Windstorm leaves its mark on Eastern Ontario


by Brandon Mayer, Local Journalism Initiative Reporter

A windstorm rocked much of the local area on the evening of December 11 and the overnight hours of December 12, doing significant damage to trees, property, and hydro equipment, and, reportedly, leaving about 450,000 Ontario homes without power. Over 200,000 homes were still without power as of Sunday morning, and over 80,000 were still waiting to get their lights back on as of Sunday night.

Many area communities were lucky to have electricity throughout the event, with few to no reported outages in Winchester and Kemptville, and only minor outages reported in Chesterville. Other areas were not so lucky, particularly South Mountain, where power was lost to all homes early Saturday evening into Sunday on all streets except those in the newer subdivision on the village’s south side. The outage was caused by a downed power line and blown transformer on Lough Road on the Village’s northern edge.

Winchester storm chaser and photographer, Connor Mockett, who is known by many locally for his Facebook page which provides weather insights, told the Times that Environment Canada’s report on the storm did not include statistics for the North Dundas area. “I know there were a few small power outages around North Dundas, but I don’t have any wind speed statistics for any areas other than Winchester,” Connor said. He reported that the highest measured wind gust locally was one in Winchester clocked at 66km/h. “I’m sure there were much higher gusts than that in the area, but no reports of exact numbers.” Many parts of Ontario, including some within the service jurisdiction of Hydro One, experienced winds gusts over 100km/h.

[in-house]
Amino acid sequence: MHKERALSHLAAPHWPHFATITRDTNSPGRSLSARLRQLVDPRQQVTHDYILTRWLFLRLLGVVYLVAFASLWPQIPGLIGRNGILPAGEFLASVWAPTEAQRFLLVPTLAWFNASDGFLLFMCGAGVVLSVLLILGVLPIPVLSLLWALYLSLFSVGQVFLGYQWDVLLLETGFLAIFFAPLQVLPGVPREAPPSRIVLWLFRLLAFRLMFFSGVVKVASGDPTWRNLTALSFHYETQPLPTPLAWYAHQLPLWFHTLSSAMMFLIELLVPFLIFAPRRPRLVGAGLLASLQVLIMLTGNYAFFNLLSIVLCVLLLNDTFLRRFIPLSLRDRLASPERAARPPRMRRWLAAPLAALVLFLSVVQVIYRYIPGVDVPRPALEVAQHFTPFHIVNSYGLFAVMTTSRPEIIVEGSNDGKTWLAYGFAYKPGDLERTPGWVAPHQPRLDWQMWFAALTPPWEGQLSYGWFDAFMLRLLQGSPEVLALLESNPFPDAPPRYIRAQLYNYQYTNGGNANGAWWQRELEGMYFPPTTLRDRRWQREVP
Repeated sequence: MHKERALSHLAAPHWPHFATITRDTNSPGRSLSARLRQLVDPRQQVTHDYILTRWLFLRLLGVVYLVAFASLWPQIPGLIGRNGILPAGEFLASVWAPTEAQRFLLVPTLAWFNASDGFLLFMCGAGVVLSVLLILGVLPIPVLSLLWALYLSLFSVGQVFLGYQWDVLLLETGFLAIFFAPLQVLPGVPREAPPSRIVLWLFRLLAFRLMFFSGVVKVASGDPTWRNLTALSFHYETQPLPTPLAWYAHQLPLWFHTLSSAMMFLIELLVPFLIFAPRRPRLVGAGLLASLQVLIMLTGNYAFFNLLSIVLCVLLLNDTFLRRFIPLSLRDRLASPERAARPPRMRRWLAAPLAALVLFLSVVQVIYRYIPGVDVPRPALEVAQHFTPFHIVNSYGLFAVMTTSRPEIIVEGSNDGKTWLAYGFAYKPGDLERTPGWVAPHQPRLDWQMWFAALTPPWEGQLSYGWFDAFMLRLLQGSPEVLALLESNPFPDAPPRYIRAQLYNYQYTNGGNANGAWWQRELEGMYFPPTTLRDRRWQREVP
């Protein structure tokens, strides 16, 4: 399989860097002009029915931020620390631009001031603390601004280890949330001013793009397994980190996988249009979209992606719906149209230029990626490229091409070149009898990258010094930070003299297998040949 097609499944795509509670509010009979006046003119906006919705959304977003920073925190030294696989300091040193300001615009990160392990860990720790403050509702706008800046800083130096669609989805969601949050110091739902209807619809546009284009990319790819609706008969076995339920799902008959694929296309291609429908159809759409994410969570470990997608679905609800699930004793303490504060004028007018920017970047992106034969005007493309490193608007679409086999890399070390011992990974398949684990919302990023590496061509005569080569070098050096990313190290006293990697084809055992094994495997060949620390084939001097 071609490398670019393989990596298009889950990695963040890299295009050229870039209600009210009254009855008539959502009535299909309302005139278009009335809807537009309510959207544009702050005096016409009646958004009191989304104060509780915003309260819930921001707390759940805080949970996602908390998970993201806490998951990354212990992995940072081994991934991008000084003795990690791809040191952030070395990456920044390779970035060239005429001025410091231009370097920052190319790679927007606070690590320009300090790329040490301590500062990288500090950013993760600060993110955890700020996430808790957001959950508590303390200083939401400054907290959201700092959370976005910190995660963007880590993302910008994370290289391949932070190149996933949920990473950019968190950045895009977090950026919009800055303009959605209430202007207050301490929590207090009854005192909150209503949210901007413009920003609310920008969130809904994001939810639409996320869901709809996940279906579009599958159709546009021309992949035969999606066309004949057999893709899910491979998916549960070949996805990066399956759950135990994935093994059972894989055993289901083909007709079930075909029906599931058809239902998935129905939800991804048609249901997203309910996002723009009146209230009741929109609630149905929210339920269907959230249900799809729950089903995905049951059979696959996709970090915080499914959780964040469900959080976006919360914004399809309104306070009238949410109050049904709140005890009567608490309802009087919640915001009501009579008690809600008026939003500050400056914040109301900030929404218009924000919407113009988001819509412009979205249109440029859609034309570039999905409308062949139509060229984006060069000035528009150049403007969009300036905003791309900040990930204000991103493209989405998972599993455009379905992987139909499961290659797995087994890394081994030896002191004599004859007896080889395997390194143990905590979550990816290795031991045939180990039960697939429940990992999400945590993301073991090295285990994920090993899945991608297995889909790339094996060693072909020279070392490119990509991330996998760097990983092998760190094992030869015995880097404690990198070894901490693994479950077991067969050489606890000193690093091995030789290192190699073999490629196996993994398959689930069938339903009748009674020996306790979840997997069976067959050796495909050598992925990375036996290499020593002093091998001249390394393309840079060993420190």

One positive thing to come out of the storm was the willingness of many members of the community to help others, particularly in the hard-hit area of South Mountain. One kind woman, Heather Zwicker, posted on the local South Mountain Facebook page offering her warm kitchen to anyone needing a place to prepare a meal for their family. Her home is located outside of the area affected by the outage, so she still had heat and hydro, and offered the use of her kettles, oven/stove, and barbecue.

“I started to think of the downed trees during Ice Storm of 1998, and how this storm could affect our area,” Heather told the Times. “I thought, with me being a simple straight road’s drive away, why not offer up my kitchen? I like making people feel better, because their smiles make me feel good.”

Another South Mountain resident, Matthew Penner, lost power, but still had heat from a wood-burning stove, and offered his home for anyone needing to get out of the cold.

“It just seemed clear that it was the right thing to do,” Matthew said, when asked why he chose to help. “We may not have had power, but we had heat, and wanted to make sure no one went without it.”

The majority of the local power outages were restored by the end of the day on Sunday.


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